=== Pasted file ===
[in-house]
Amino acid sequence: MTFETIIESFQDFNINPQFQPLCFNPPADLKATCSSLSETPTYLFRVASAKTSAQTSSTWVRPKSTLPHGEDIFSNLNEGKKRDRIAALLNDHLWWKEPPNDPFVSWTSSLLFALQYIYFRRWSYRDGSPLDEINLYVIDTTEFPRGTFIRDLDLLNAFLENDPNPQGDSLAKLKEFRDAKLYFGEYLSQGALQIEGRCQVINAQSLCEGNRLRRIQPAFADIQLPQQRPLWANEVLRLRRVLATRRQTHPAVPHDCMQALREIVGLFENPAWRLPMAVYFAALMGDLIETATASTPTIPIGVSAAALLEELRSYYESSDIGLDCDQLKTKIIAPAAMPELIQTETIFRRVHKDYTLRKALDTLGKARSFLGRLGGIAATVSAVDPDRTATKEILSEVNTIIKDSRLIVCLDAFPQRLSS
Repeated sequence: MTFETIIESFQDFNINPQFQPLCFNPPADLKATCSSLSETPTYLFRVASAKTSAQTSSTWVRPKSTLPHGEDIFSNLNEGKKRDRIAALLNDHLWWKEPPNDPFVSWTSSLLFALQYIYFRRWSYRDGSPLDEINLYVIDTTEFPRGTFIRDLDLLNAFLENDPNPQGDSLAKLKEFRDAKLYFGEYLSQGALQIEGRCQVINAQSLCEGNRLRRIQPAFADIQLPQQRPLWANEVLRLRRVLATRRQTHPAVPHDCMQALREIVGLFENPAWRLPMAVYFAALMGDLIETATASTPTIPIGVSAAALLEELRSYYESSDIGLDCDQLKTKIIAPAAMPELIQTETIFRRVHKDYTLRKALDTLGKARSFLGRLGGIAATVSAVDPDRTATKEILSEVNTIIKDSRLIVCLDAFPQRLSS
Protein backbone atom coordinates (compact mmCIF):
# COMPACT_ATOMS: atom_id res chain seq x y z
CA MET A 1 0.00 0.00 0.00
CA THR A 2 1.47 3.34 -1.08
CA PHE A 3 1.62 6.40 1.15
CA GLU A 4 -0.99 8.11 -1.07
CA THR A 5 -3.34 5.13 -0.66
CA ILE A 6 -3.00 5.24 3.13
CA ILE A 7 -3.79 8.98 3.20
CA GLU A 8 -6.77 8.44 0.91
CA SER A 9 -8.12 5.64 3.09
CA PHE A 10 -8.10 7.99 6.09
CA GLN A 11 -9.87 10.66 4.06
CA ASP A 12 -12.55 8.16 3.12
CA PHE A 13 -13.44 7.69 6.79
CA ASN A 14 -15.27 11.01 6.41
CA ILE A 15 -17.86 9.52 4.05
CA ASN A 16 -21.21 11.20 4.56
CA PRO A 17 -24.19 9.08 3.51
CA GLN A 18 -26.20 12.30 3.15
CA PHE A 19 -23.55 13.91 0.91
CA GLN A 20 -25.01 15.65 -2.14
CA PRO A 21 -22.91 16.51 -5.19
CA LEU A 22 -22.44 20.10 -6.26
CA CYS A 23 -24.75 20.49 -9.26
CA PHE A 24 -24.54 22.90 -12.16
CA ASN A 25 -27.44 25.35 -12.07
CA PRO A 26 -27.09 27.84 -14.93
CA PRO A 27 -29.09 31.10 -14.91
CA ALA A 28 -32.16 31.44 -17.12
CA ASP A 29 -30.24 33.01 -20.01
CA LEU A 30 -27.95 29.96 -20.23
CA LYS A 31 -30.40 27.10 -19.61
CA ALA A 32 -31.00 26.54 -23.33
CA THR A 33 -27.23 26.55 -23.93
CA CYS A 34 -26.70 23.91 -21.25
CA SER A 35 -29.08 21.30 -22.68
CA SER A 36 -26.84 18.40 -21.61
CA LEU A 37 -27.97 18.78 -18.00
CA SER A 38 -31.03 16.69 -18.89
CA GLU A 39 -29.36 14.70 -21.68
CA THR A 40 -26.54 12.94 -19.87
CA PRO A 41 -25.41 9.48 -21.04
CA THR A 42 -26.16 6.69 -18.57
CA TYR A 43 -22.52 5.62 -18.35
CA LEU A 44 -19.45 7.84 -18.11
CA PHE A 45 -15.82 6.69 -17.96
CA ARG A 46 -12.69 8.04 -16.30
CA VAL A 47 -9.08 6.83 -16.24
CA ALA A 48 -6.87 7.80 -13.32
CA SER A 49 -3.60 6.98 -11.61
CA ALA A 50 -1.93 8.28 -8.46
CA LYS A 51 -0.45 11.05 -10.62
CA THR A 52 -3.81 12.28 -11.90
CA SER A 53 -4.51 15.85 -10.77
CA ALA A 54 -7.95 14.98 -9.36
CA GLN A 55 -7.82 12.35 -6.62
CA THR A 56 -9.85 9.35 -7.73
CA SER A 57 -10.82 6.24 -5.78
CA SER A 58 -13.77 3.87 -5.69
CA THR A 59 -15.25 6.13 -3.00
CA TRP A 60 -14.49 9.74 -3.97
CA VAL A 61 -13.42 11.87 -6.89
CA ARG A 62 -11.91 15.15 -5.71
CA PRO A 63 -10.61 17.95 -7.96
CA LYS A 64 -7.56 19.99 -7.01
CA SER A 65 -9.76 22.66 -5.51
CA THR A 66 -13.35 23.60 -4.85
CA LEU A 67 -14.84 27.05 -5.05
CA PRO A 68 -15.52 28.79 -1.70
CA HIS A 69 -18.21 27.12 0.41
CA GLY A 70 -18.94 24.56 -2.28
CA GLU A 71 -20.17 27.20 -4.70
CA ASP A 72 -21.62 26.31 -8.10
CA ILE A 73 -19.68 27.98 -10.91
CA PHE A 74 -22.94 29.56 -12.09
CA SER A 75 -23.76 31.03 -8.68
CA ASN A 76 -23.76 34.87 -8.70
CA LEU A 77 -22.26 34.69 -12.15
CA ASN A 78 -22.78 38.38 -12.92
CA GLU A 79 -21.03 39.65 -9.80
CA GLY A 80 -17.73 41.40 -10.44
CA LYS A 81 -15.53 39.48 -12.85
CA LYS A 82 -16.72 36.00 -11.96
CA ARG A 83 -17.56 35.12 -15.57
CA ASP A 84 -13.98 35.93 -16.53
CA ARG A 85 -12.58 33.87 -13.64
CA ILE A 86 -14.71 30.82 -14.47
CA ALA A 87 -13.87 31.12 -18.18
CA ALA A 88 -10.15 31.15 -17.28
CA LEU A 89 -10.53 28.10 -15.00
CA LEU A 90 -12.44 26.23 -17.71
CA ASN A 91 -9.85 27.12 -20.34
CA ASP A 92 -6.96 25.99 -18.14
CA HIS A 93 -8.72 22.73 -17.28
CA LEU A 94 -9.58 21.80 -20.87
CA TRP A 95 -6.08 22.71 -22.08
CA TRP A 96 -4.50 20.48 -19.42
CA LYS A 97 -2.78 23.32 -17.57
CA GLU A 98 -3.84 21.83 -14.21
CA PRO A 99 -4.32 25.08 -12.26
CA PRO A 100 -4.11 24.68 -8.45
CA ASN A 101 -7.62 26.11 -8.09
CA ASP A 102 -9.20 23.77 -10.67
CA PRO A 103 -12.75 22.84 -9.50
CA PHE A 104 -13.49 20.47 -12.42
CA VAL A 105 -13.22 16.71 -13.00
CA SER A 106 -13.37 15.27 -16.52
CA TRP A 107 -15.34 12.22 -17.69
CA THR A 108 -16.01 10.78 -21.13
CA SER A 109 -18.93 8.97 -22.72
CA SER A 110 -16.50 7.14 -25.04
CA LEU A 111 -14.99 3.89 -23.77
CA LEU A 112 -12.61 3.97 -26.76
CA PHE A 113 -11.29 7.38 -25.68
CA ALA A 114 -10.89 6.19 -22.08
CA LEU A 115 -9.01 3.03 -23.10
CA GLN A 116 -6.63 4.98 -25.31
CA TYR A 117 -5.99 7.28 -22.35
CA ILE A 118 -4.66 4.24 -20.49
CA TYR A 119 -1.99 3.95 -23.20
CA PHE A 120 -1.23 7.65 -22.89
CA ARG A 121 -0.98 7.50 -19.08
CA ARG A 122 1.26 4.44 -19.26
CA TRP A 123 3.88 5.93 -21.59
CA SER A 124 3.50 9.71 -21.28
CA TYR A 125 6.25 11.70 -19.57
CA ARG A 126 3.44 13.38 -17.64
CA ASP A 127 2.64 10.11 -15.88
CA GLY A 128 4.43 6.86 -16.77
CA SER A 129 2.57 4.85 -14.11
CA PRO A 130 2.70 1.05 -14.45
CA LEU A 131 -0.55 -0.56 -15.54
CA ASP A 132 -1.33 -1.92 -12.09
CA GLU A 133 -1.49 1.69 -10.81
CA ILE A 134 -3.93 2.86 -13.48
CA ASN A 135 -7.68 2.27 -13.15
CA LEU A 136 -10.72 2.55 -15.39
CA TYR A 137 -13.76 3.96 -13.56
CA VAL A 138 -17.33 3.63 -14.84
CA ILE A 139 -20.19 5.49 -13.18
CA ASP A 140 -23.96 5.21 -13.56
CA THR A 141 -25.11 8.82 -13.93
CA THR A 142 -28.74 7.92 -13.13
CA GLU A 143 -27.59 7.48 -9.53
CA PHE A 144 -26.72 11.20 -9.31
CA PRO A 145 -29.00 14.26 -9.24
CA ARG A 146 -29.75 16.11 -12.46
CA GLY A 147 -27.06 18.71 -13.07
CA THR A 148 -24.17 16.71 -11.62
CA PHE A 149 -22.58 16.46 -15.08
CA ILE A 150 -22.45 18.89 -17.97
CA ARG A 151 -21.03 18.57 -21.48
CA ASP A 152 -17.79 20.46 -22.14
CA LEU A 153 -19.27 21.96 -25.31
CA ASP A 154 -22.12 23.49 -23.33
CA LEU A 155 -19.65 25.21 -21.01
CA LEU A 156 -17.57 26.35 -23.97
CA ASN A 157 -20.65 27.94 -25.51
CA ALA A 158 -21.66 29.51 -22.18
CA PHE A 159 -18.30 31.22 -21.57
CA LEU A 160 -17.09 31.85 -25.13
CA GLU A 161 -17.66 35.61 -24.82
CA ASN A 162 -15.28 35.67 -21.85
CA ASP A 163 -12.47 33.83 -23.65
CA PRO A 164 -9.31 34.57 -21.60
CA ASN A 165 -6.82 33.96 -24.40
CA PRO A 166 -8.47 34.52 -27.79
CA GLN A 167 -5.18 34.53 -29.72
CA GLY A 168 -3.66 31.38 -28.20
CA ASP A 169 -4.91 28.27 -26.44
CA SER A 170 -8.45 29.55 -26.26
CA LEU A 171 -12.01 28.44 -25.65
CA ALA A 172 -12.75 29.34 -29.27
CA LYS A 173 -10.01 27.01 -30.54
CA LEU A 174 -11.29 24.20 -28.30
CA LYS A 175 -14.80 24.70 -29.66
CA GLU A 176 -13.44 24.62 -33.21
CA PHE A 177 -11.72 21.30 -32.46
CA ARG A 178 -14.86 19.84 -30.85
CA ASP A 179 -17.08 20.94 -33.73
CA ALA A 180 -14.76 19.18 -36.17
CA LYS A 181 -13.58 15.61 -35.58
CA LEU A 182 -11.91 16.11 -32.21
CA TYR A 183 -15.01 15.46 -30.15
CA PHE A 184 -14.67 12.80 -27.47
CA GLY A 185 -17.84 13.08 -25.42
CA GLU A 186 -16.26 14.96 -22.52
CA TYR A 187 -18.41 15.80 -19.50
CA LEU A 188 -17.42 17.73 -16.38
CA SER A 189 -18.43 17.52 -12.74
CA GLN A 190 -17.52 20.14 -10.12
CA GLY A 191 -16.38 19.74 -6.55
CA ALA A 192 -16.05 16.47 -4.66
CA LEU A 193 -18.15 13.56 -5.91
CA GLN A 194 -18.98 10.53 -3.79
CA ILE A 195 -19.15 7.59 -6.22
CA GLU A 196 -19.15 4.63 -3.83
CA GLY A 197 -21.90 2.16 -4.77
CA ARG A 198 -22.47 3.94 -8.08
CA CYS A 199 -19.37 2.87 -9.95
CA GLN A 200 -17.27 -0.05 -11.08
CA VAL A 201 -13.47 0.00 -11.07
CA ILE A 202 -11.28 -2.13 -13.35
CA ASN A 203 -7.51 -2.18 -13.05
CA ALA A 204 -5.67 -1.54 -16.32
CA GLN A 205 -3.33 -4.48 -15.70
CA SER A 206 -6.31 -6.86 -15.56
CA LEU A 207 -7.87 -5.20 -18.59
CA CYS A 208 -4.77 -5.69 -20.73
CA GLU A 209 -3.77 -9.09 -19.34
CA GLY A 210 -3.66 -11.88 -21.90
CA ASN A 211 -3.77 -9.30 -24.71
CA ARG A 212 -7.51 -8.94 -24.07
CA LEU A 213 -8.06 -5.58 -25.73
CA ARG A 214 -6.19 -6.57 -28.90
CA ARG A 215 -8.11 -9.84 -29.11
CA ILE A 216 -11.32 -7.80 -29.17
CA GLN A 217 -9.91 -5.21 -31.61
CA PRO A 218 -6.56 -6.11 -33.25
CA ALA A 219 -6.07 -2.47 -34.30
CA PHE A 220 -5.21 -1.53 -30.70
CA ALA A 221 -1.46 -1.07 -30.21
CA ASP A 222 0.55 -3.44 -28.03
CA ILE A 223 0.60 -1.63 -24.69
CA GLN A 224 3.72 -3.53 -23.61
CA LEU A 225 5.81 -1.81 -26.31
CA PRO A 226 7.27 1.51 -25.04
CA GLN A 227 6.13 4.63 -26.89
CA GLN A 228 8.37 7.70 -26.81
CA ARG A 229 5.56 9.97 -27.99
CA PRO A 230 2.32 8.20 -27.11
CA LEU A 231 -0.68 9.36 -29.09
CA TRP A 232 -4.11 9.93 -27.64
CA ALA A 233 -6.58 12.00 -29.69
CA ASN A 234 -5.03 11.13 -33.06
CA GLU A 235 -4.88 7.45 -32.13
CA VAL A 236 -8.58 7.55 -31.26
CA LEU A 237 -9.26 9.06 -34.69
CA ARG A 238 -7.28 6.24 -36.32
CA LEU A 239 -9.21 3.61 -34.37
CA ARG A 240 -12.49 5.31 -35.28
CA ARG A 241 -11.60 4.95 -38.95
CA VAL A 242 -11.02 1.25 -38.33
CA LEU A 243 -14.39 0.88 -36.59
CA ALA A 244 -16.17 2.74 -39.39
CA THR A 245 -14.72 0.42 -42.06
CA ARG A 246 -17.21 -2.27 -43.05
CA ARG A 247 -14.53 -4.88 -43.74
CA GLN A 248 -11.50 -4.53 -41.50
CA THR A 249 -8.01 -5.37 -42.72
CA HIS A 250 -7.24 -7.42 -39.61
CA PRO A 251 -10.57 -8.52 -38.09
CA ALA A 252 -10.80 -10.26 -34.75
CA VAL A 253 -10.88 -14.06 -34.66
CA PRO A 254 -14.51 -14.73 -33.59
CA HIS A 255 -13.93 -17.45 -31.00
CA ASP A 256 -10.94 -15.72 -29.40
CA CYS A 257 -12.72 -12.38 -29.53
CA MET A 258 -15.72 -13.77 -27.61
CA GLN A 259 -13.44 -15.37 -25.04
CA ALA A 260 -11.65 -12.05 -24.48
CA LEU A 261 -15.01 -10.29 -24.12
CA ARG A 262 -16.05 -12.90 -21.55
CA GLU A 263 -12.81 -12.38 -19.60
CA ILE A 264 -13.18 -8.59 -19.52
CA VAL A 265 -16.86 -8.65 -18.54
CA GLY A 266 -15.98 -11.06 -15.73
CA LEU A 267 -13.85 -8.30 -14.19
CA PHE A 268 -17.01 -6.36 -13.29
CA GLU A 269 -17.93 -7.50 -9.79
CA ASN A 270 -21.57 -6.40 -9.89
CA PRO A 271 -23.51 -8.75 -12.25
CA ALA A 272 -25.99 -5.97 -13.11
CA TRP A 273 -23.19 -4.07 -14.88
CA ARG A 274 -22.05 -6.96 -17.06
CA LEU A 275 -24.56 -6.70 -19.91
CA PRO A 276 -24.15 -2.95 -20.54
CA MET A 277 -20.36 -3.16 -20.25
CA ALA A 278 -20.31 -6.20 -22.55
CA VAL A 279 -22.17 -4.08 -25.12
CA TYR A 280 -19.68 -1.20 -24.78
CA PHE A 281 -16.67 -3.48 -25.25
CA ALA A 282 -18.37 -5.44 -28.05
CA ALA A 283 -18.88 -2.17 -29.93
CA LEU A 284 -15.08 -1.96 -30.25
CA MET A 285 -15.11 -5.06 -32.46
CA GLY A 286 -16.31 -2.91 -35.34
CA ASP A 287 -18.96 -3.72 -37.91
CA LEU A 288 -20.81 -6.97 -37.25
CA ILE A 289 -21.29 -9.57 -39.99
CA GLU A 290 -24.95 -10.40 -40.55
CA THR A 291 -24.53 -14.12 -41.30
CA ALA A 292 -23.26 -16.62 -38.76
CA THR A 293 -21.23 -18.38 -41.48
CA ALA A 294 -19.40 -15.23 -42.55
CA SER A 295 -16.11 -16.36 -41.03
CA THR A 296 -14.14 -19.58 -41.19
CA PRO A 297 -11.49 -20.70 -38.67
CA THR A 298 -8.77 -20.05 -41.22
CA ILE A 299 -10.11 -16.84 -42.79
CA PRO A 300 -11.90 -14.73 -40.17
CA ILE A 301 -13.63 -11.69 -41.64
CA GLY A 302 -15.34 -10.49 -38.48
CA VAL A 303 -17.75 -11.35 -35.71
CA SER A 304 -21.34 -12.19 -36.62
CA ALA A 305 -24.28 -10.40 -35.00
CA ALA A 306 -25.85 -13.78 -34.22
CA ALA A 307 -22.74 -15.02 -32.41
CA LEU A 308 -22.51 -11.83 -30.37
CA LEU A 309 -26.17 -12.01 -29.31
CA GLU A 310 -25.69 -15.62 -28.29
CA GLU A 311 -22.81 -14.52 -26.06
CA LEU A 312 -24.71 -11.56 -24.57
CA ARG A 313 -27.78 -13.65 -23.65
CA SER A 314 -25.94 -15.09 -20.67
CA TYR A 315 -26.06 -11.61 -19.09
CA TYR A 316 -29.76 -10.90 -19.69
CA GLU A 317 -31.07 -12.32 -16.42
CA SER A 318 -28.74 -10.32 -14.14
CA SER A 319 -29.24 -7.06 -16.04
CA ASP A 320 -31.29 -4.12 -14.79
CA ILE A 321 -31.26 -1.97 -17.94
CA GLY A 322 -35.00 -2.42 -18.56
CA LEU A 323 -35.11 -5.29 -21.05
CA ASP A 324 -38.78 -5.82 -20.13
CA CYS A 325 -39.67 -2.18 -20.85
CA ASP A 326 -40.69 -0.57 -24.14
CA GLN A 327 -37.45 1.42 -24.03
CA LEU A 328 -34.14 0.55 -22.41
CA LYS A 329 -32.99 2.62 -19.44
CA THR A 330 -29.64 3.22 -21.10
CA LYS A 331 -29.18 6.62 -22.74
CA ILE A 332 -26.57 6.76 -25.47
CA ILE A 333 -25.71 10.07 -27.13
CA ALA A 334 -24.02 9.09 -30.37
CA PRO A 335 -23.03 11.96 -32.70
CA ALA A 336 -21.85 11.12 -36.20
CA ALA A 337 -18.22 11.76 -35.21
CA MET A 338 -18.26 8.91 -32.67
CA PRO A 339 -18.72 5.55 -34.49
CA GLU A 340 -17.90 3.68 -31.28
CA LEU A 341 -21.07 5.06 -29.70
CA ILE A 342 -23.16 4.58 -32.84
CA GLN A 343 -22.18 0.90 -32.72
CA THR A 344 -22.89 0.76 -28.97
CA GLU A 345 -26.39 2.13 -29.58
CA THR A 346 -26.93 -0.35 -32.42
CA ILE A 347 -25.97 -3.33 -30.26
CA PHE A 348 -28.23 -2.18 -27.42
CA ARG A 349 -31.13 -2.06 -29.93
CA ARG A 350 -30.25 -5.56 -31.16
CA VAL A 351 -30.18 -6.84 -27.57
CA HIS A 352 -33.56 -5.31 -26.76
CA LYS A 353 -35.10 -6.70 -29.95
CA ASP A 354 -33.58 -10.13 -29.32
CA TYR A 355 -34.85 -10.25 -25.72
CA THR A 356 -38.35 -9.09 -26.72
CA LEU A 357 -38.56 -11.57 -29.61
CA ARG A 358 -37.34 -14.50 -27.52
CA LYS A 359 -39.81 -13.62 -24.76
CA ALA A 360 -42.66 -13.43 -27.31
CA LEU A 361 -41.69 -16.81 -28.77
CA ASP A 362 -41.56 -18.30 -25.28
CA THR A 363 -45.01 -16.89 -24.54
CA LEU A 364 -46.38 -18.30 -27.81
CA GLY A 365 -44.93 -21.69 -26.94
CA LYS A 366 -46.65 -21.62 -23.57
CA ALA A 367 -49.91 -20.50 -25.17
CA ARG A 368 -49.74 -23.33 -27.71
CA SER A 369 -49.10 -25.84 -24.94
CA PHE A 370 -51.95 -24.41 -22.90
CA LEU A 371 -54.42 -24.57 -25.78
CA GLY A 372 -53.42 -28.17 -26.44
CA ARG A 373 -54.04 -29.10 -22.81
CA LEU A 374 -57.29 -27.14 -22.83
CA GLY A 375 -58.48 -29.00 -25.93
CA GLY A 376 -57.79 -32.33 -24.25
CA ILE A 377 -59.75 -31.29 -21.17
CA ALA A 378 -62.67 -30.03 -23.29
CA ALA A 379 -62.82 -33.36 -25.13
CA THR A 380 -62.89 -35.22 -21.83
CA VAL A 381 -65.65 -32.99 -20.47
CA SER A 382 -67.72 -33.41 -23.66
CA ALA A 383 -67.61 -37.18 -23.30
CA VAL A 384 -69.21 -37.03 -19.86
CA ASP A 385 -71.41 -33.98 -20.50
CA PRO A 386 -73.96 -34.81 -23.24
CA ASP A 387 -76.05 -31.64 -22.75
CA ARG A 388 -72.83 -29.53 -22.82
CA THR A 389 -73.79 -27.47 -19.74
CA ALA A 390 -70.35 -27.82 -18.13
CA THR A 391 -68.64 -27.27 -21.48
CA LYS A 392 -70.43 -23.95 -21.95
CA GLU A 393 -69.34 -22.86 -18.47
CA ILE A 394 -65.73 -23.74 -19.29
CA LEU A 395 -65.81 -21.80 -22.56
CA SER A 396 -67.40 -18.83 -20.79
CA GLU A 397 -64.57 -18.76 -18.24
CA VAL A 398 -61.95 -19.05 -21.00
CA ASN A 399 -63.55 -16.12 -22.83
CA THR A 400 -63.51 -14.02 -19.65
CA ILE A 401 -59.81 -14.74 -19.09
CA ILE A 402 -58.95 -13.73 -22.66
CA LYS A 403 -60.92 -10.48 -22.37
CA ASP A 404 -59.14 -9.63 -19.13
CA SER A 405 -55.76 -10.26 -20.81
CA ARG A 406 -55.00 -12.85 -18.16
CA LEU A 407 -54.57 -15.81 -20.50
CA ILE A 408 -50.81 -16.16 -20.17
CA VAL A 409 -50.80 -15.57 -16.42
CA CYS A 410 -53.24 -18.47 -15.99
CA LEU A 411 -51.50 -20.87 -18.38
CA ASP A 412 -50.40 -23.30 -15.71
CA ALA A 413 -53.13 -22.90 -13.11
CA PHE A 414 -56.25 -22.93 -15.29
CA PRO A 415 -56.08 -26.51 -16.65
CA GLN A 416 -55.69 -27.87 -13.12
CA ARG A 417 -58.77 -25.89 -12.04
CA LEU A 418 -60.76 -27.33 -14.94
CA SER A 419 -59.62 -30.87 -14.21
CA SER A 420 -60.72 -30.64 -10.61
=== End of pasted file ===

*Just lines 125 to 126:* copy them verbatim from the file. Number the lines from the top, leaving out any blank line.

CA PHE A 120 -1.23 7.65 -22.89
CA ARG A 121 -0.98 7.50 -19.08